Mr. Blocklyn summarized the collection as containing: “A lot of public service material relating to the Civil War - those are James’ letters; there are private correspondences from Emlen and his generation; and for John, there is not a lot, but the interesting things are the two letters President Theodore Roosevelt wrote to John; and the letters Elizabeth wrote to her father John, especially when she was visiting Alaska. She has visited every continent except Antarctica.”


Dealing with History

Mr. Blocklyn talked about the collection itself. He said, “There is still so much we haven’t fully looked at piece by piece. We are going to show some highlights now and then look closely at all the material. When you get a collection like this you go from the general to the specific of who it deals with and what it deals with and when there is time you will look at each little thing individually. It will depend on our staffing but it could take about a year to do it properly - which is what we will do.”

He said most of that work will be done by Nicole Menchise, librarian/archivist. “The exhibition is Yvonne’s program right now and after that, it will be done by Nicole who will do the long time description and organization of the collection,” said Mr. Blocklyn who is himself, the former OBHS librarian/archivist.

Ms. Ciffarelli said of the collection, “It’s an incredible story in itself and gets overshadowed by the stories of President Theodore Roosevelt.”

“When you think of the Roosevelts and the Civil War,” said Mr. Blocklyn, “You think of TR’s father, TR, Sr. who did not serve physically in the war, but hired a replacement, which was common at the time. The nice thing about the collection is that James Roosevelt played a major role in humanitarian support for the war, an interesting part of the story that has not been talked about enough.

“Liz would talk about them, but not until we saw the collection did we realize their full value. Liz is very proud of her own family line, starting from [great grandfather] James. That is why the whole idea of the show is the Roosevelts who lived next door, in Yellow Banks, next door to Sagamore Hill, another group of Roosevelts who lived interesting and productive lives. That is why the OBHS is interested in them. They don’t have statues of them, but were important Oyster Bay residents,” said Mr. Blocklyn.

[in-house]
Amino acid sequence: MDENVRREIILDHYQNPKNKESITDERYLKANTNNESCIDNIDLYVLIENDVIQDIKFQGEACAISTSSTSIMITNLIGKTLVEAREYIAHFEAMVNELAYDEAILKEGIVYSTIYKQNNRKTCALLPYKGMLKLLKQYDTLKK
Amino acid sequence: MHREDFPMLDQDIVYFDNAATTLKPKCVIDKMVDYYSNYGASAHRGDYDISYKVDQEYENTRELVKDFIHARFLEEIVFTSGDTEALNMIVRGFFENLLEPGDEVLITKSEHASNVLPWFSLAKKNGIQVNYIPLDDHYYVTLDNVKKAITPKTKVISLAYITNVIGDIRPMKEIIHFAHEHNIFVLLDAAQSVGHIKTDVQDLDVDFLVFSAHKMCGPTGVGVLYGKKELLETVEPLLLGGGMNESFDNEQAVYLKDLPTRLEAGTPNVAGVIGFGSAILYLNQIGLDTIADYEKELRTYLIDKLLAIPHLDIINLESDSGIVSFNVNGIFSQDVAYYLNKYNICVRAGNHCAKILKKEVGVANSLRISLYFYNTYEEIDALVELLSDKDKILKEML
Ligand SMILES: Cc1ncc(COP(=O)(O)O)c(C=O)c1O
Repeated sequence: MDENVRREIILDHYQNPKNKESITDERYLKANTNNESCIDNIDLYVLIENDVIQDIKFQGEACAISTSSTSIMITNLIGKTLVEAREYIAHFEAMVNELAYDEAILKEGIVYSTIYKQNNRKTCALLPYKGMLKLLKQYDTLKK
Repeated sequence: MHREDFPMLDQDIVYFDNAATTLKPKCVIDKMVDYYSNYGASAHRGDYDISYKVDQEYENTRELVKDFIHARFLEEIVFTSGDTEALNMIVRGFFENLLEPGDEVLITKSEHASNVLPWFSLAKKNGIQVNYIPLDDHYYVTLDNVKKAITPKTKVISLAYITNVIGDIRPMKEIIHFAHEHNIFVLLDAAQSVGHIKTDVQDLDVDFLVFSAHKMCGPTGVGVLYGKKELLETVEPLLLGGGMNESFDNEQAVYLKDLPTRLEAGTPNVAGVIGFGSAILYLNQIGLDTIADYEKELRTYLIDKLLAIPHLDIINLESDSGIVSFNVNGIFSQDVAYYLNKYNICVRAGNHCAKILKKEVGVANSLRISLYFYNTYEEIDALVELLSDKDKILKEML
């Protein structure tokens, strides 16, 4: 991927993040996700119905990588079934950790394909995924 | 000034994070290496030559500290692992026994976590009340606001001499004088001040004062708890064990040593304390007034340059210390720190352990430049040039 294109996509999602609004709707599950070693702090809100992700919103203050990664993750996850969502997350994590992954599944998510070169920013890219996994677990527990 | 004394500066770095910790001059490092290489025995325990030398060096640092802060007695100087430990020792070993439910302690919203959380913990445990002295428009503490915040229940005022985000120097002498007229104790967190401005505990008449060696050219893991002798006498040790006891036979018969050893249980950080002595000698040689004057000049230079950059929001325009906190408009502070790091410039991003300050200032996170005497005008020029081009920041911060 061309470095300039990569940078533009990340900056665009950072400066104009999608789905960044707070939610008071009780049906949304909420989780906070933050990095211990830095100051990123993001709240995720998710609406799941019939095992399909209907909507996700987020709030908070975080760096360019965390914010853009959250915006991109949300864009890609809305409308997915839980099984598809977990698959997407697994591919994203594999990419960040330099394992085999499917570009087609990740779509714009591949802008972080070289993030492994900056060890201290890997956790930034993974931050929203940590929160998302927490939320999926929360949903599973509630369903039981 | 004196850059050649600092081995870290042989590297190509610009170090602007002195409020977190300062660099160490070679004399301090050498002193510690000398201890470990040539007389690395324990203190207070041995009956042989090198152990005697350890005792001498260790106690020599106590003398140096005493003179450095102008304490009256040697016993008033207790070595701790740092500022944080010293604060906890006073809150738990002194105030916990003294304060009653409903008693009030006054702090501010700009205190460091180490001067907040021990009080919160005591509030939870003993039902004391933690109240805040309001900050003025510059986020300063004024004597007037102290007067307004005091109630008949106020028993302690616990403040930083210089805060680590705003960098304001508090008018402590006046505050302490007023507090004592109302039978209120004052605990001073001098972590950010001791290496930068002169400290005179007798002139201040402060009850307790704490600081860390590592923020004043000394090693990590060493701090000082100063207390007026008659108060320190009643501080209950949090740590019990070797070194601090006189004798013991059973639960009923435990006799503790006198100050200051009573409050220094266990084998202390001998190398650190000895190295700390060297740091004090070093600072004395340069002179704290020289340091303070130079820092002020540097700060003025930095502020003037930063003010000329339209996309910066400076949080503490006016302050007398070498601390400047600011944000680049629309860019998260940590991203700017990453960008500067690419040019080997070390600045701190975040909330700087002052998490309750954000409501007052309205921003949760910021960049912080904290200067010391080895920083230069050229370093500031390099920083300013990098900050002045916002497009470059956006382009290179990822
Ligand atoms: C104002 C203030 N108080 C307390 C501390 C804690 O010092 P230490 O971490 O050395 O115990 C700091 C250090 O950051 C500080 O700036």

To sum it up, he said, “We are delving into Liz’s family and showing how they were instrumental during the Civil War through their humanitarian efforts; and their life in Oyster Bay. They’ve been here before TR. The exhibit is timely in that TR died on January 6, 1919.”


The Exhibit Space

Ms. Cifarelli said, “Another feature of the upcoming exhibit will be portraits of Lincoln and TR by Dan Christoffel. He was a professor at C.W. Post and Adelphi and is now considered an historical artist due to a previous show on Abraham Lincoln. The portraits are incredible and are for sale.

“There is a 3’x 4’ Lincoln and a terra cotta bust of Lincoln also. He is doing a portrait of TR commissioned for this exhibition. This was going to be our original exhibit. Dan’s work was coming first and then the collection donated by Liz Roosevelt came along. The Dan Christoffel work will still be exhibited front and center because it is related to the exhibit after all. We were originally going to borrow material from Liz for the exhibit when she surprised us. They fit in beautifully with the original concept for the exhibit Dan was doing for us,”